When she was pregnant with her first and only child in 1996, Laura developed gestational diabetes. With the help of a special diet prescribed by her doctor, her diabetes went away after her daughter was born. But almost four years to the day after she had her daughter, Laura’s diabetes returned. With a healthy diet, good lifestyle habits, and Metformin, she was able to keep her blood sugar under control. She didn’t need to take insulin regularly. Everything seemed to be fine.
But life sometimes gets in the way.
Shortly after Laura was diagnosed, her husband got sick. And he was sick for a very long time. For nearly 10 years, while he was in and out of cancer treatment centers, she ate in hospital cafeterias and stopped for fast food between appointments. At the time she didn’t care; she had to take care of him and her daughter first. “Mom” took a back seat.
“You see, when your husband is sick, you find you eat quickly and grab food as you can,” Laura says. “You don’t want to be away from him if he needs you.”
Three years ago—after battling his fifth round of cancer—Laura’s husband died.
Because of the intense stress and the chaos of her life during her husband’s illness, she gained weight, her blood pressure rose, and her glucose levels spiked. Laura’s physician assistant (PA), Heather—who has monitored Laura’s glucose every 3 months since she was diagnosed with Type II diabetes in 2000—informed Laura that she would need to start taking insulin regularly.
She sought support from her family, and also from her co-workers at Harvard Vanguard’s Burlington location, her PA Heather, and her nurse Marlene. Marlene was the one who taught her how to inject insulin when it was first prescribed. And Heather was always there to listen to what was going on with her and her life.
“She’s not just doing the routine blood work. She really listens,” Laura explains. “Like, if I’m feeling especially tired, Heather makes sure we check for other things. She takes her time, she listens, she cares, she follows through, and she follows up.”
Heather and Marlene gave her lots of support, and they gave her guidance about what lifestyle changes she could make to get off insulin. And then, something clicked. Laura realized she had some control over her health, and wanted to seize the opportunity. Not only did she want to be off of insulin, but the realization that she was now a single parent was the strongest motivator.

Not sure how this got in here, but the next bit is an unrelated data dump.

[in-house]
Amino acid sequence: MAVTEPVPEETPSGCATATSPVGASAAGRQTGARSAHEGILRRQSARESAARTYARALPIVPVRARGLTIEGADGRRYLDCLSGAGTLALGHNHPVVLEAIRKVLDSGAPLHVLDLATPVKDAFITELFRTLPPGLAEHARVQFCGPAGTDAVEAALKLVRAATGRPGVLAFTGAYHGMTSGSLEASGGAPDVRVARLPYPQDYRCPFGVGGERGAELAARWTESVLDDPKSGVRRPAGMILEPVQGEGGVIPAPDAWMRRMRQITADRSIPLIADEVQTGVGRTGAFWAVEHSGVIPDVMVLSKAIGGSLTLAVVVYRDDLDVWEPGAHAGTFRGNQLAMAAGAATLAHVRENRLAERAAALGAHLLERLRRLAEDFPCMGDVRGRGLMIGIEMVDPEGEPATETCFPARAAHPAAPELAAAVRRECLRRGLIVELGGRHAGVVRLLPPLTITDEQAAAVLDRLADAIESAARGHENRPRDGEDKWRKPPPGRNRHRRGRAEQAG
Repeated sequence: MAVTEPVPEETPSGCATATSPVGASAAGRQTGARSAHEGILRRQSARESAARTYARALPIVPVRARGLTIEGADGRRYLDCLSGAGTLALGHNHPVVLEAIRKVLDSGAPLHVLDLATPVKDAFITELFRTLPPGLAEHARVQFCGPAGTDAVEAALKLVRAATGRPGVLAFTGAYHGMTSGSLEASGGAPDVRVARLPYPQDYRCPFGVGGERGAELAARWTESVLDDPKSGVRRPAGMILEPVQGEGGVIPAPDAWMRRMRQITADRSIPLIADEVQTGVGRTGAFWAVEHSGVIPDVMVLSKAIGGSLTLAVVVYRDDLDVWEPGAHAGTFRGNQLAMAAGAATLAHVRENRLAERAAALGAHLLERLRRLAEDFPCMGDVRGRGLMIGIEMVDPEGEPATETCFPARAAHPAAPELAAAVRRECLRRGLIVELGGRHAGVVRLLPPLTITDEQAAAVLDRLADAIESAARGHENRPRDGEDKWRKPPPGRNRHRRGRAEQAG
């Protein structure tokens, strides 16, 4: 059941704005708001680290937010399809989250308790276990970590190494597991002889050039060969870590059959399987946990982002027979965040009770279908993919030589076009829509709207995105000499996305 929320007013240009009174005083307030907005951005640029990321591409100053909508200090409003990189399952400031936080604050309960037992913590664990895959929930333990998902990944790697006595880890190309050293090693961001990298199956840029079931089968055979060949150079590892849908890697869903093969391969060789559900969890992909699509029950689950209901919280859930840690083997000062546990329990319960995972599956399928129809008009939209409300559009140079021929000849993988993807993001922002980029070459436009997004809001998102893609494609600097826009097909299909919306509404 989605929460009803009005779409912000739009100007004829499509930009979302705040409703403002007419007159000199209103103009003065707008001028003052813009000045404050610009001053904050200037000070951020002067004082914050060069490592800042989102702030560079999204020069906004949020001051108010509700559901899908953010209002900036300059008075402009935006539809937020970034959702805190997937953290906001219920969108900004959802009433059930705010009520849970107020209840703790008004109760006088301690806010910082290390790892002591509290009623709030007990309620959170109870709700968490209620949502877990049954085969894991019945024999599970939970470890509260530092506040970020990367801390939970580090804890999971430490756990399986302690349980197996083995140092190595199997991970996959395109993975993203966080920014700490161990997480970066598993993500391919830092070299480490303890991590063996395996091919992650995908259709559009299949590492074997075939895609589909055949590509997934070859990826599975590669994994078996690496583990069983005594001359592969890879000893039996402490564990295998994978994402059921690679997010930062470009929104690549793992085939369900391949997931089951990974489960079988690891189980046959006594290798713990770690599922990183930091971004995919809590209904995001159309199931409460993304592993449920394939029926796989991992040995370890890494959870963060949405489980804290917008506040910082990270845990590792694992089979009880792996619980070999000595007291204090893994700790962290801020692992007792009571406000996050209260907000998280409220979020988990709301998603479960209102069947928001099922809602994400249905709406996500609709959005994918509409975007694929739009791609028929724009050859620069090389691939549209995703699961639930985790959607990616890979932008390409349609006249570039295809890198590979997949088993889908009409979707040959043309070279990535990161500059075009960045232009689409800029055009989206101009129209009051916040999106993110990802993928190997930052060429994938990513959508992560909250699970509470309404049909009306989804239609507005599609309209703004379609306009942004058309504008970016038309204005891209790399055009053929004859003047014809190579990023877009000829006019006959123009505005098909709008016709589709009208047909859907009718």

“A daughter needs a parent. She needs her mom,” Laura says.
So two years ago, in 2012, Laura joined Weight Watchers. She had tried the program twice before but this time was different. She learned it wasn’t just what she ate but the amount she ate and even how she ate that made the difference. She’s lost more than 60 lbs. in the last 2 years.
She’s been able to keep the 60 pounds off and may not try to lose more weight; she’s happy and proud of her achievement. While Laura is still diabetic and will always have to take Metformin, she has her diabetes under control; she no longer has to take insulin or blood pressure medication.
She’s not “huffing and puffing” going up the stairs anymore; she has more energy. She knows that she’s healthy, and that’s a big deal.
“Looking and feeling better is great, but knowing that I’m healthier and the peace that comes from knowing that is incredible,” she explains.
Laura’s daughter just graduated from high school and is going to UMass–Amherst in the fall. Life is still a bit complicated, with all the activities that come with graduating from high school and then moving into college, but once her daughter’s gone, she thinks she’ll be able to sit back and ask, “Now, what does Laura want to do?”
“It will be nice to be able to answer that without qualification, maybe a bit selfishly for a change.”
Laura is 53 and lives in Billerica.